“Astonishing and irresponsible” is how experts and environmentalists have greeted the news that the Government of New Zealand has granted a subsidy of up to $20 million to a company proposing to operate a deep sea mine, while a legal Hearing on its application to do so is still deliberating.
The subsidy has been granted to the would-be deep-sea mining company Chatham Rock Phosphate days before a hearings Committee publishes the findings of its fiercely contested Hearing into the request to mine 5000 square km of biodiversity-rich seabed off the coast of New Zealand.
Duncan Currie, the lawyer representing the Deep Sea Conservation Coalition (DSCC), Kiwis Against Seabed Mining and Greenpeace in the two month Hearing said: “It is surprising that this company is being given public money to conduct mining when the right to do so has not yet been granted. The Hearing has heard very compelling evidence about the grave risks posed to the deep ocean life from mining and it is far from a foregone conclusion that the permit will be granted. We hope that the Government is not seeking to influence the findings of the Committee with this action”.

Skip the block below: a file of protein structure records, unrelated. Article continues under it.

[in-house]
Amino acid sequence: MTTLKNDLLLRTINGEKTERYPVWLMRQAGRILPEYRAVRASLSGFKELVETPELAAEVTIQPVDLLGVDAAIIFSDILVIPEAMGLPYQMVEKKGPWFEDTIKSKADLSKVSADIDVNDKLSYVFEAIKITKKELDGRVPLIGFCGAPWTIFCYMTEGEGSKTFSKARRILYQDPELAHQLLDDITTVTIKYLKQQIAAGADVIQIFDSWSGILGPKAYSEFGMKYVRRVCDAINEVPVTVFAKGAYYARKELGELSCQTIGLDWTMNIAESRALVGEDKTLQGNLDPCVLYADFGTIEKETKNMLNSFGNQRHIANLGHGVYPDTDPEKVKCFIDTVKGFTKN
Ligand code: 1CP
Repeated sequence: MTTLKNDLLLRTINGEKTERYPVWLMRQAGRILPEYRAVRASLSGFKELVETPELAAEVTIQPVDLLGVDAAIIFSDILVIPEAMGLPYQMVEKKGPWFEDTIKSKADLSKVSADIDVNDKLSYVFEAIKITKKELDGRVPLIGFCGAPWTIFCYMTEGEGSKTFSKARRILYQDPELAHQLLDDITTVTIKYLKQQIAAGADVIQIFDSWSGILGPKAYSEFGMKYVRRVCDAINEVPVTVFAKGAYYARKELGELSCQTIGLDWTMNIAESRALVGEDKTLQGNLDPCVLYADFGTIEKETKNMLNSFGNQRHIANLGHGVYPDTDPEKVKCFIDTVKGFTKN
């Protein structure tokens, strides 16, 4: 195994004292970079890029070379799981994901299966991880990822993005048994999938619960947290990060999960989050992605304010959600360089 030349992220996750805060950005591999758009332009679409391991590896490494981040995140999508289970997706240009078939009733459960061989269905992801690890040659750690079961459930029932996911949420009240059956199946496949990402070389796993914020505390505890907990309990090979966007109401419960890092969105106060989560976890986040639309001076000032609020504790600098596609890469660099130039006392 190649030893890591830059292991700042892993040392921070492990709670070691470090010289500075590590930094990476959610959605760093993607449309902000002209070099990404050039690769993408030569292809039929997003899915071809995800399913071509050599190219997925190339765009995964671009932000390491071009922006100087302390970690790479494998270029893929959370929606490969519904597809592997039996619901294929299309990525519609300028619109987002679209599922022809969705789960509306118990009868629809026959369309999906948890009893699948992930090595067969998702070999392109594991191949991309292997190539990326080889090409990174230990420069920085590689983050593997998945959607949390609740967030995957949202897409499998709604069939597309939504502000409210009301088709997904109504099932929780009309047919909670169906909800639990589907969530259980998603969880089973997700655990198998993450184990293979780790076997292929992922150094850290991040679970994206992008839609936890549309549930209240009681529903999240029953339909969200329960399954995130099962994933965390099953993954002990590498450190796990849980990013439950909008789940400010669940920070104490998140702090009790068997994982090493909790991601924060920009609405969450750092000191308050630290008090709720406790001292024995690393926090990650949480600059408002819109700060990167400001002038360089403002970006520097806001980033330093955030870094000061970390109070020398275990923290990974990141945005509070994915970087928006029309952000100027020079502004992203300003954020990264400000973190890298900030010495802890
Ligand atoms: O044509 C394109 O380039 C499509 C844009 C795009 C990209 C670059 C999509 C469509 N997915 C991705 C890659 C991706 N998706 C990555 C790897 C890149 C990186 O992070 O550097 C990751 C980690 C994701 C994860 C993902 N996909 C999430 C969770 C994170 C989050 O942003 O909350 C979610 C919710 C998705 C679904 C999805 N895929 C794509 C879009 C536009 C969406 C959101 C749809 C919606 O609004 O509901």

Matthew Gianni of the DSCC added: “This massive subsidy speaks volumes about the economic viability of the proposal; surely if the Government is going to permit the destruction of our ocean it should at least make the company pay the full cost for doing so and not charge the taxpayers.”
The decision of the Committee into the company’s application is expected in the next 10-11 days.
The subsidy, known as the Callaghan Grant, will allow recipients to claim back 20 per cent of eligible research and development spending up to a total $5m a year for up to four years.
CEO of the company Chris Castle is quoted as saying “”In effect it is government funding, which we’re quite excited about”.
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